Quitting or drastically reducing your training program won’t just hurt your body. It’s been proven that your brain will suffer, too. From mood dives to brain aging, your brain's gray matter — where all of the processing is done — works best when you've put yourself through a workout. That’s because exercise doesn’t just strengthen your heart and muscles, it strengthens your brain tissue, too, and helps stimulate the health and growth of new brain cells.
So if you've been slacking off, consider these five adverse effects on your cognitive abilities that occur when you quit or cut back on your training.
What Are the Effects of Quitting on Your Brain?
1. Your Mood Sucks
One of the most noticeable unfavorable outcomes of giving up exercise is the negative impact it has on your mood. Exercise helps pump up the production of the brain’s feel-good neurotransmitters such as serotonin, dopamine, norepinephrine, and endocannabinoids (the “don’t worry, be happy” chemicals similar to those found in cannabis). Low levels of these chemicals in your brain can make you more prone to symptoms of depression ,as well as other mood or memory disorders.
A study published in Psychosomatic Medicine revealed that when 40 routine exercisers were deprived of their regular workouts, they displayed much higher symptoms of fatigue, depression, and anger than those participants who consistently continued with their training — and that was just after two weeks.
2. Your Memory Falters
Alongside plummeting positive moods and energy levels, ditching your workouts can be dangerous for your memory.
Science shows that regular exercise expands the volume of the hippocampus, which plays a key part in the brain’s memory functions. The more frequently you work out, the greater the blood flow to that part of your brain.
The flip side of that is that when you quit training, the blood flow to the hippocampus decreases. This has been linked to mild cognitive impairment and Alzheimer's disease.
And of course, exercise also has an indirect effect on memory, as regular workouts can help improve sleep, which is a known contributor to better cognitive functions.
3. Your Executive Function Suffers
One of the most interesting benefits of exercise is that it can make you a better thinker. Along with memory enhancement, taking your training seriously helps with focus, decision-making, and the ability to process information. This is because high levels of physical exercise help increase cortical thickness in the prefrontal cortex (the part of the brain linked to executive functioning). The more you train, the more that you increase the growth of new blood vessels along with blood supply to this region of the brain.
Though it really doesn’t matter when you train, one study carried out by researchers from the University of Western Australia (UWA) did discover that as little as 30 minutes of moderate-intensity aerobic exercise in the morning improved the cognitive abilities associated with executive functioning.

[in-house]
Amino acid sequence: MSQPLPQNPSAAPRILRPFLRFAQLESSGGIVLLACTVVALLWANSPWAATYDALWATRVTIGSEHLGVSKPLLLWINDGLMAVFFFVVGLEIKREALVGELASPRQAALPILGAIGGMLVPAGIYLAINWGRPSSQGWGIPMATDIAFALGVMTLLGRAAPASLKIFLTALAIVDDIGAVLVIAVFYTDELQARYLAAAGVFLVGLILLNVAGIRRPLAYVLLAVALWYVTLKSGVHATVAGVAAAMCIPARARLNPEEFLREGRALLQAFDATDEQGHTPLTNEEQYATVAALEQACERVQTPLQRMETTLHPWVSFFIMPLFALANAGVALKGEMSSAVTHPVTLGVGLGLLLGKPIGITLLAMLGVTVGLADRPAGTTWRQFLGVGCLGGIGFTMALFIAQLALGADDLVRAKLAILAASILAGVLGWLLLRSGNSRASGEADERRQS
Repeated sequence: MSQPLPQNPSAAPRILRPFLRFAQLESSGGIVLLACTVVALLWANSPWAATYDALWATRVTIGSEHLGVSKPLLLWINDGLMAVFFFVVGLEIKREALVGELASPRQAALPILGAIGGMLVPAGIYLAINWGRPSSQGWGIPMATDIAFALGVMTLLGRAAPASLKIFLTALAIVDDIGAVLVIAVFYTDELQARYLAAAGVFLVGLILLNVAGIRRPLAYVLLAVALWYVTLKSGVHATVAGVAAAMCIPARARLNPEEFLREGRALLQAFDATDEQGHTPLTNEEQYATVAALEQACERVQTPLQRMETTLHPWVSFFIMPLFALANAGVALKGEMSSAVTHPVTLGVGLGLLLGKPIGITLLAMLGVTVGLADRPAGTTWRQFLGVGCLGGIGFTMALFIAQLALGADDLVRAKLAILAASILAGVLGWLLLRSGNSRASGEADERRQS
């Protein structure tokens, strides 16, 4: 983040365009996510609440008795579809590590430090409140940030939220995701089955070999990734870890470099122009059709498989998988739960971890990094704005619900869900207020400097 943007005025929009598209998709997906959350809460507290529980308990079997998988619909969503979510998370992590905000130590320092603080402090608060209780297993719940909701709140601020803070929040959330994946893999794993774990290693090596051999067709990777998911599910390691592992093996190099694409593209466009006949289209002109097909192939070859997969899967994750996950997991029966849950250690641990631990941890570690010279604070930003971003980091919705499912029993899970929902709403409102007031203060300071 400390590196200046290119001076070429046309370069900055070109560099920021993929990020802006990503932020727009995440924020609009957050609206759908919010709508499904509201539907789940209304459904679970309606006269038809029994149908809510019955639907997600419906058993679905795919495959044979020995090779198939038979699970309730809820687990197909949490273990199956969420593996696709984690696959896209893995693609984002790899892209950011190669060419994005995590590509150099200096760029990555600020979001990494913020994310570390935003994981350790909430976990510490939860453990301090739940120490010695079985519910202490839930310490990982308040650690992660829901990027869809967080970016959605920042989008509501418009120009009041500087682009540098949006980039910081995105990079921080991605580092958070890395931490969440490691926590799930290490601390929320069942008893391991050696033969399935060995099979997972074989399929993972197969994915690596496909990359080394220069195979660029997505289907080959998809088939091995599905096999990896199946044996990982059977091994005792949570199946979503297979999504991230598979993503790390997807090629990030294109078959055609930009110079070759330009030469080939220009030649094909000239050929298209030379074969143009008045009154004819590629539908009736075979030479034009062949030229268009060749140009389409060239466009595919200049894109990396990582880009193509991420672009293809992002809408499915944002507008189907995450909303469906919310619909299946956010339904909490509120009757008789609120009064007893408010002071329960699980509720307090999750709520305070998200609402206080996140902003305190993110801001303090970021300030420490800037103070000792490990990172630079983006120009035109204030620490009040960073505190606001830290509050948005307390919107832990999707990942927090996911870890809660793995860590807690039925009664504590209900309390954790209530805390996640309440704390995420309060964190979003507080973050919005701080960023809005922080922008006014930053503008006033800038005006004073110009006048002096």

4. Your Brain Ages
Our brains boast a team of resident cells called microglia whose job is to maintain immunity, regulate brain development, and basically root out any brain-related problems that they find.
As we age, though, our microglia becomes less efficient at clearing away damaged cells, microbes, and other dangers to our brain functions. This means that memory can become foggy, our thinking can be less clear, and — in more severe cases — we can become more susceptible to degenerative conditions such as multiple sclerosis and Alzheimer’s disease.
But recent studies have shown that exercise can actually “reprogram” these microglia in an aging brain to not only reinforce their immune-boosting capabilities, but to make the brain sharper overall.
5. Your Overall Brain Health Might Deteriorate
A final (but fundamental) reason to NEVER quit is that continuous training can increase your Brain-Derived Neurotropic Factor (BDNF) levels.
BDNF is a protein that plays a crucial role in the survival and growth of neurons, the messengers of the nervous system. As a result, it’s associated with slower cognitive decline.
This beneficial protein helps regulate synaptic plasticity, which is essential for learning, long-term memory, and adapting from experience. It’s also thought to play a role in reducing depression-like symptoms, and is found in areas of the brain that are related to the control of eating, drinking, and body weight.
Studies have suggested that both aerobic and anaerobic exercise are effective at increasing BDNF levels. Not only that, but the effects are realized immediately. While, of course, you’ll get better, longer-lasting results if you work out regularly this proves that, even if you’ve never trained before, there’s no time like the present to get off of your ass and start.